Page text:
This is when you can alter your and your opponent's names, say to "Me" and "Mr. X", or whatever pleases you.
Interested parties are then free to copy your pgn and insert it into a viewer of their choice, review it and offer suggestions according to their estimations.
This would be the simplest/quickest way to post your games, without bothering going into how to post them as viewable games directly--more complications which I wish to avoid for you
Posting ratings of your opponents unfortunately yields nothing one can comment about regarding the dynamics of those games.
Skippy, I've downloaded the pgn of the game you lost on May 24 to "WR"..shall I post that game here for people to view for helpful suggestions, after I remove the names of you and your opponent? I won't do so without your permission, and I will edit out the names, indicating you by "Skippy", if that's ok?
I'm deleting the message above where you give your handle at that site, so that you can maintain your privacy, ok?
I don't think I'm out of line in asking Skippy to annotate one of his games. If you don't analyze your own games don't think you're going to know why you're not winning. I also looked at 3-day correspondence game between him and "VR"; he should have had plenty of time to think about his moves and be able to describe what he was thinking at the time.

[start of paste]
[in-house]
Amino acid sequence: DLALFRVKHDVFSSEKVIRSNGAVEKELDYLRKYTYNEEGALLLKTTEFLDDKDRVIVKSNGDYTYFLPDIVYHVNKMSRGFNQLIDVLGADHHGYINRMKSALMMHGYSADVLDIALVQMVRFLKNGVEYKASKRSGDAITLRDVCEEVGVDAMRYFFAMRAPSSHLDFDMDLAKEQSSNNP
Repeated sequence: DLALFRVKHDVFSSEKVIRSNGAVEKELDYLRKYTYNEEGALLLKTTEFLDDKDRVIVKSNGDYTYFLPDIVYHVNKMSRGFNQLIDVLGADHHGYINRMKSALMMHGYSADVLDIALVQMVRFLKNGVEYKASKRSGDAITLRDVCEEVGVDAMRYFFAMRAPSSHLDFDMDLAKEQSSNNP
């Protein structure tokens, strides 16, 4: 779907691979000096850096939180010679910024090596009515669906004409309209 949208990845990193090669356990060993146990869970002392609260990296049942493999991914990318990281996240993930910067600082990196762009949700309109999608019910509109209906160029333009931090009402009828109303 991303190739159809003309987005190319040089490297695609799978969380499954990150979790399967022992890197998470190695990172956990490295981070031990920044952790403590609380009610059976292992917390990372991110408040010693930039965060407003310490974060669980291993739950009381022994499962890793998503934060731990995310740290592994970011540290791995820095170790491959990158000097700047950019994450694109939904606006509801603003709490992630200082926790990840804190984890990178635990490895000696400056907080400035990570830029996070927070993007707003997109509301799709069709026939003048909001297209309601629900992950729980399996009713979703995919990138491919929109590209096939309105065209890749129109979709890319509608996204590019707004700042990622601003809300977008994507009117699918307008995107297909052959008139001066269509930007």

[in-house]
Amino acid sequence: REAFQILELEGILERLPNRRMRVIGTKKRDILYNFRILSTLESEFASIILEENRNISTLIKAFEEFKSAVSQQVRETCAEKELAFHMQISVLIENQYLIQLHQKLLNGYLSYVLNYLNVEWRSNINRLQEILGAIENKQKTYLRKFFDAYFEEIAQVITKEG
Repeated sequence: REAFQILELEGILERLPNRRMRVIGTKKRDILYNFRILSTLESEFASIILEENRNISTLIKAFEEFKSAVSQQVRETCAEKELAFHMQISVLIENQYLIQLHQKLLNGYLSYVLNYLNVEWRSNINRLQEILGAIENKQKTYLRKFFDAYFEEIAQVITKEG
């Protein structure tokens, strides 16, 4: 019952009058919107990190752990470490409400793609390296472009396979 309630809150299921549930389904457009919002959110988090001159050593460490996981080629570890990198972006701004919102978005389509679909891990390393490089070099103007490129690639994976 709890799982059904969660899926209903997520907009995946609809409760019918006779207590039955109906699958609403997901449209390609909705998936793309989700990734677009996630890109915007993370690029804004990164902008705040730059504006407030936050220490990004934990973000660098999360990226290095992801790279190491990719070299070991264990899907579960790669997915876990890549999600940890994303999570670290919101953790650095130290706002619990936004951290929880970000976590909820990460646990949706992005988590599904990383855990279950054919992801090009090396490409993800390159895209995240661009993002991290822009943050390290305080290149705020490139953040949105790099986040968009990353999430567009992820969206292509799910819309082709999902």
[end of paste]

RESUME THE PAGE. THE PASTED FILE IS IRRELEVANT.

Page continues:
Your fatal mistakes in that game involved not asking yourself "what is my opponent threatening?" Having a repository of patterns should help you out in doing that.
I might remember a pattern if I do a puzzle with it. But if I blunder a piece to a two mover in a G/75 (let's be ingratiating and say I wouldn't do such a thing in 40/2) game I'm not going to forget that pattern any time soon.
After that playing game, what do you think black should play here?
click to show
1 ... c4 wins the bishop. Think of what he did with his f-pawn against your light squared bishop.
Or what about this:
White to move. Black threatens 1 ... Bxg4 and Qh2#.
click to show
1. Nh6+ or 1. Nf6+ both win the black queen. Remember how he played Nh6+ and picked up your knight on h5?
If either of these problems took you <1 min you're not spending enough time on your correspondence moves. If you got them very quickly, then good job; you probably wouldn't have seen them so quickly if an opponent hadn't once played them against you.
I hate to tell it to you but chess is work. Unless you're happy to not improve (perfectly acceptable!)—then it's very casual.
Looking at your games I see this pattern where your opponent will attack a piece with a pawn (twice a dark squared bishop) and instead of moving it you just let him take it. You have to know this can't be acceptable against 1000+ players. If someone just gave you free pieces you'd win the game. You shouldn't do the same for your opponents.